Spotify Ad Analytics in a 3P Cookieless Chrome World

Understand How Spotify Ad Analytics Will Continue to Provide Performance Measurement at EOY 2024

In 2023, Google announced their plan to phase out third-party cookies in the Chrome browser. To their word, in early 2024 Google began the phase-out with an end goal of removing all third-party cookies by the end of 2024. This leaves many wondering what needs to change with the Spotify pixel when Google finalizes this process at the end of the year. In terms of Spotify Ad Analytics, the answer is simple: nothing

Pixel Versus Cookie

A pixel is a piece of code embedded on a website, which delivers information back to a server regarding the behavior that a visitor is exhibiting on said website. 

A cookie on the other hand, stores information about a user such as language settings, login information, or items in the user’s shopping cart. This information is stored on the user’s device and relays information back to the browser. 

Cookies and pixels work hand-in-hand, as pixels will typically request for the information about a user from the cookie, and that information can be used for the purpose of delivering targeted advertising (for example, when you are looking at cars then switch to a news website and are presented an advertisement for the exact car you were just looking at), measurement/attribution, or making the website experience better (i.e. automatically logging the user into their account when they visit the site). 

What is the difference between a 1st party and 3rd party cookie?

First off, it’s important to note that Chrome’s deprecation of cookies targets 3rd party cookies only. 3rd party cookies are the main focus when privacy advocates talk about cookies impacting or impeding on people’s privacy and security. 

This is because 3rd party cookies can be created by other websites than the website that a user is visiting. That means a 3rd party cookie can be accessed by any website, and can record a user’s behavior as they navigate from site to site. This is what has allowed advertising technology companies to create audience targets based on their internet behaviors, as well as allow advertisers to retarget users with creative that included the products they viewed or added to their cart. 

In contrast, 1st party cookies can only be created by the website that a user is visiting, and the information in these types of cookies only includes data about the settings and behaviors of that single website. Typically advertisers use 1st party cookies to make their website’s experience better for users. It’s these types of cookies that keep you signed into a website that you logged onto, left, and then came back to later. 1st party cookies are not the target of Google’s cookie deprecation.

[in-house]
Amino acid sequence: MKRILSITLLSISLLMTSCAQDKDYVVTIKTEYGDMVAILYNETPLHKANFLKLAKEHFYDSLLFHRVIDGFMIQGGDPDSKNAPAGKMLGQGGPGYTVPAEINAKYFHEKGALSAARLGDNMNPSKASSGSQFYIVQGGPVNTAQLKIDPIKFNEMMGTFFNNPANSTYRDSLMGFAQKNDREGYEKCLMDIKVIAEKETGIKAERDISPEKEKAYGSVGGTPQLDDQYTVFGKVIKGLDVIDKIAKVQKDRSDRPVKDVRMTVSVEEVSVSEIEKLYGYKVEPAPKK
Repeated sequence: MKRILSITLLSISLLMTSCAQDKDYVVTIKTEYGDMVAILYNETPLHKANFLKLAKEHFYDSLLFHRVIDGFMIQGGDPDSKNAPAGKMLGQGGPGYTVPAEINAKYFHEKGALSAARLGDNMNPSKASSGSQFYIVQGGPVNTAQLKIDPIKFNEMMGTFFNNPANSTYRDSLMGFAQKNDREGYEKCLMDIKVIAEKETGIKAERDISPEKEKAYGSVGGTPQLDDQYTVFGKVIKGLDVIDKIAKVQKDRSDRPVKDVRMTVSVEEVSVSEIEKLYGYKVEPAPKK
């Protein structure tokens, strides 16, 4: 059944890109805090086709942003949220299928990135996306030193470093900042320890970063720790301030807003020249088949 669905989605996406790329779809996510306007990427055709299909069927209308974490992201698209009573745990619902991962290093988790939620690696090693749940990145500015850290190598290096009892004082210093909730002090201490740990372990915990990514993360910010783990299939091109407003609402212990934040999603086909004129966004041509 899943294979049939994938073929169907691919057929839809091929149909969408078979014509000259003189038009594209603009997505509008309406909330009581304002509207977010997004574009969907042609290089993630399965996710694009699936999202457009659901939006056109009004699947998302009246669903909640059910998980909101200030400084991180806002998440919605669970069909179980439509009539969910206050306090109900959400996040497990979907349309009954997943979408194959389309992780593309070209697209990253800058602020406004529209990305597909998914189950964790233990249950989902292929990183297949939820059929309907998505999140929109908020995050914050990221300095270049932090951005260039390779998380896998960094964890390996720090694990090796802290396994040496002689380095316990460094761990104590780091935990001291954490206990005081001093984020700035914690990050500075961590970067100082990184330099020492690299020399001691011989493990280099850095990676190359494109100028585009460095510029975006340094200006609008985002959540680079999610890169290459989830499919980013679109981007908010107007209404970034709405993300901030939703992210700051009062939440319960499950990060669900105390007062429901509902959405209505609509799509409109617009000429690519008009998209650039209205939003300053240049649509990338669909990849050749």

What about the Spotify Pixel? 

The Spotify Pixel is a piece of JavaScript code that is placed on the advertiser’s website to track user interaction with the website directly. This data is sent back to Spotify Ad Analytics for the purposes of understanding what actions users are taking on an advertiser’s website, which can be attributed to media exposures that helps answer questions like ‘how many website visits and purchases did my media spend with Spotify drive?’

After an advertiser has successfully installed the Spotify Pixel on their website, everytime someone visits their site, the Spotify Pixel fires, which means the JavaScript code runs. When the code runs, data about the site visit is sent back to Spotify Ad Analytics, and the code also saves a 1st party cookie in the user’s web browser which will be referenced for every subsequent action that the user takes on the site.

To answer the question directly, Google’s deprecation of cookies does not impact Spotify Ad Analytics, because Google is targeting third-party cookies, and Spotify Ad Analytics only uses first-party cookies. At this time, because of the utilitarian nature that first-party cookies have, there have been no plans announced to deprecate them.

How can I see what cookies are being dropped?

If you’re interested in seeing which cookies are being dropped on your browser, you can open the web browser inspector. In Chrome, the way to see this is by first opening the browser inspector and clicking on the Application tab. To do this…

  1. Right click on the website you’re visiting
  2. Click ‘Inspect’
  3. Click the Application tab
  4. The left side, under Cookies, notice a list of all of the cookies being saved in your browser based on your last visit.

If you don’t see any cookies in this section, consider the following…

  1. There are no cookies being dropped for the site you’re on (rare, but possible)
  2. You have an ad blocker active. In order to see which cookies dropped, you will need to pause your ad blocker.
  3. Refresh the page

Still concerned about the cookieless future?

Some brands have opted to move away from embedded pixels and are using image or server side options instead. If you wish to change your current pixel setup to an image pixel or implement server-side pixels, use the steps as have laid out in the help center. Keep in mind that the support team is unable to support in the implementation, QA, or troubleshooting of img pixel placement.